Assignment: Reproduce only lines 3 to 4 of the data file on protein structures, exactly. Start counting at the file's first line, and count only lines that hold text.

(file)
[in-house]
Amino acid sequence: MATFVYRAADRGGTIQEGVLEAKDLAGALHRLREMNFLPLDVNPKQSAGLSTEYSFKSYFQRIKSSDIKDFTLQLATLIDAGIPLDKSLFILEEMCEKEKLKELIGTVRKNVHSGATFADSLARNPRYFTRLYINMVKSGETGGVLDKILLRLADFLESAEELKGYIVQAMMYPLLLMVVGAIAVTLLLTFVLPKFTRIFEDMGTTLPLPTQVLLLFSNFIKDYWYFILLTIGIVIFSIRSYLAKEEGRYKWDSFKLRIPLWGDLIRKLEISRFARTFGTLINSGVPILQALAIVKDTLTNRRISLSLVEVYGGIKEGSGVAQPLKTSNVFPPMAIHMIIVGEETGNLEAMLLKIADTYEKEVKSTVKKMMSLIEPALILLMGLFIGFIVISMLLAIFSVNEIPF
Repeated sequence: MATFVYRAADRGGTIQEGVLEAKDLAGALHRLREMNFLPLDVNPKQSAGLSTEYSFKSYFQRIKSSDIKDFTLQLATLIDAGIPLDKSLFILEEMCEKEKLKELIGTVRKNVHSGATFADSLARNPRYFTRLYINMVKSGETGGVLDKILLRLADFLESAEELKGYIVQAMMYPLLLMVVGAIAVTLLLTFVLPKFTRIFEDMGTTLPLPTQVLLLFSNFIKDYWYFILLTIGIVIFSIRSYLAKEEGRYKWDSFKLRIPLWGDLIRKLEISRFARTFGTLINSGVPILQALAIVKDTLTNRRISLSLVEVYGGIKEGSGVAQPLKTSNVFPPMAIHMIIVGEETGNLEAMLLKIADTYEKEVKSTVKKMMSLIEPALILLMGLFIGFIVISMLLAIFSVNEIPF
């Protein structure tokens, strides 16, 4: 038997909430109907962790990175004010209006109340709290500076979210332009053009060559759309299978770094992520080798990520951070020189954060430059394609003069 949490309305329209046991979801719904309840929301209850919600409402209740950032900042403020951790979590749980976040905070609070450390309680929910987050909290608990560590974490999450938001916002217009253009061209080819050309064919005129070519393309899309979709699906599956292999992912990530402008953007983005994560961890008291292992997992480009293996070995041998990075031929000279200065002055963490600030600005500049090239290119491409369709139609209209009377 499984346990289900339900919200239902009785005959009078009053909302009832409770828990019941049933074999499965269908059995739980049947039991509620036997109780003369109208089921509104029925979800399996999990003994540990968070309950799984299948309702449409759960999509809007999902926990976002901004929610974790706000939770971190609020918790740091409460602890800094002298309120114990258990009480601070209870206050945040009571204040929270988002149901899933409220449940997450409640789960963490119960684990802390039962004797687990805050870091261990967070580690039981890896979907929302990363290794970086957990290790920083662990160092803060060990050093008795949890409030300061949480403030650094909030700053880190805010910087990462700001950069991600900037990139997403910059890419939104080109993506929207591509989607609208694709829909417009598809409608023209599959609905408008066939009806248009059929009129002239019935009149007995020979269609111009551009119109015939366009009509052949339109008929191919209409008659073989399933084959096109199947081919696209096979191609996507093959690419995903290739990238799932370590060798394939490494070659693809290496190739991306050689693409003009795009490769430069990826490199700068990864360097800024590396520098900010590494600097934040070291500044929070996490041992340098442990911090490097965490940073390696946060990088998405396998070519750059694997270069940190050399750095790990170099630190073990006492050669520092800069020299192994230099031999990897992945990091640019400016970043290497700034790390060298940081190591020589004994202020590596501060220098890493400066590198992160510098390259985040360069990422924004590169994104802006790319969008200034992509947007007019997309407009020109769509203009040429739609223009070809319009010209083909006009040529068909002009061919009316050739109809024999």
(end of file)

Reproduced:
Repeated sequence: MATFVYRAADRGGTIQEGVLEAKDLAGALHRLREMNFLPLDVNPKQSAGLSTEYSFKSYFQRIKSSDIKDFTLQLATLIDAGIPLDKSLFILEEMCEKEKLKELIGTVRKNVHSGATFADSLARNPRYFTRLYINMVKSGETGGVLDKILLRLADFLESAEELKGYIVQAMMYPLLLMVVGAIAVTLLLTFVLPKFTRIFEDMGTTLPLPTQVLLLFSNFIKDYWYFILLTIGIVIFSIRSYLAKEEGRYKWDSFKLRIPLWGDLIRKLEISRFARTFGTLINSGVPILQALAIVKDTLTNRRISLSLVEVYGGIKEGSGVAQPLKTSNVFPPMAIHMIIVGEETGNLEAMLLKIADTYEKEVKSTVKKMMSLIEPALILLMGLFIGFIVISMLLAIFSVNEIPF
């Protein structure tokens, strides 16, 4: 038997909430109907962790990175004010209006109340709290500076979210332009053009060559759309299978770094992520080798990520951070020189954060430059394609003069 949490309305329209046991979801719904309840929301209850919600409402209740950032900042403020951790979590749980976040905070609070450390309680929910987050909290608990560590974490999450938001916002217009253009061209080819050309064919005129070519393309899309979709699906599956292999992912990530402008953007983005994560961890008291292992997992480009293996070995041998990075031929000279200065002055963490600030600005500049090239290119491409369709139609209209009377 499984346990289900339900919200239902009785005959009078009053909302009832409770828990019941049933074999499965269908059995739980049947039991509620036997109780003369109208089921509104029925979800399996999990003994540990968070309950799984299948309702449409759960999509809007999902926990976002901004929610974790706000939770971190609020918790740091409460602890800094002298309120114990258990009480601070209870206050945040009571204040929270988002149901899933409220449940997450409640789960963490119960684990802390039962004797687990805050870091261990967070580690039981890896979907929302990363290794970086957990290790920083662990160092803060060990050093008795949890409030300061949480403030650094909030700053880190805010910087990462700001950069991600900037990139997403910059890419939104080109993506929207591509989607609208694709829909417009598809409608023209599959609905408008066939009806248009059929009129002239019935009149007995020979269609111009551009119109015939366009009509052949339109008929191919209409008659073989399933084959096109199947081919696209096979191609996507093959690419995903290739990238799932370590060798394939490494070659693809290496190739991306050689693409003009795009490769430069990826490199700068990864360097800024590396520098900010590494600097934040070291500044929070996490041992340098442990911090490097965490940073390696946060990088998405396998070519750059694997270069940190050399750095790990170099630190073990006492050669520092800069020299192994230099031999990897992945990091640019400016970043290497700034790390060298940081190591020589004994202020590596501060220098890493400066590198992160510098390259985040360069990422924004590169994104802006790319969008200034992509947007007019997309407009020109769509203009040429739609223009070809319009010209083909006009040529068909002009061919009316050739109809024999």